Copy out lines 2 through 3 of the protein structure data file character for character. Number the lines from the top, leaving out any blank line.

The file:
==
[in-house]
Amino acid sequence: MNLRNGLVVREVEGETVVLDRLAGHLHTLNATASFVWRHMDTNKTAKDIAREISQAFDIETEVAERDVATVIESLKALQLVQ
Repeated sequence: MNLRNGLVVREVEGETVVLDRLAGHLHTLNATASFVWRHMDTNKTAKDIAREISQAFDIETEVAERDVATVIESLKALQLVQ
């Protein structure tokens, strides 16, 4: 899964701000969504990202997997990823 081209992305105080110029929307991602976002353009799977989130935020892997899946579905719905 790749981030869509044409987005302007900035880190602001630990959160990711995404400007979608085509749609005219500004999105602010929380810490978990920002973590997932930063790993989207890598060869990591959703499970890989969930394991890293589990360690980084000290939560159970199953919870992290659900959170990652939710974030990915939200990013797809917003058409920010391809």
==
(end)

Amino acid sequence: MNLRNGLVVREVEGETVVLDRLAGHLHTLNATASFVWRHMDTNKTAKDIAREISQAFDIETEVAERDVATVIESLKALQLVQ
Repeated sequence: MNLRNGLVVREVEGETVVLDRLAGHLHTLNATASFVWRHMDTNKTAKDIAREISQAFDIETEVAERDVATVIESLKALQLVQ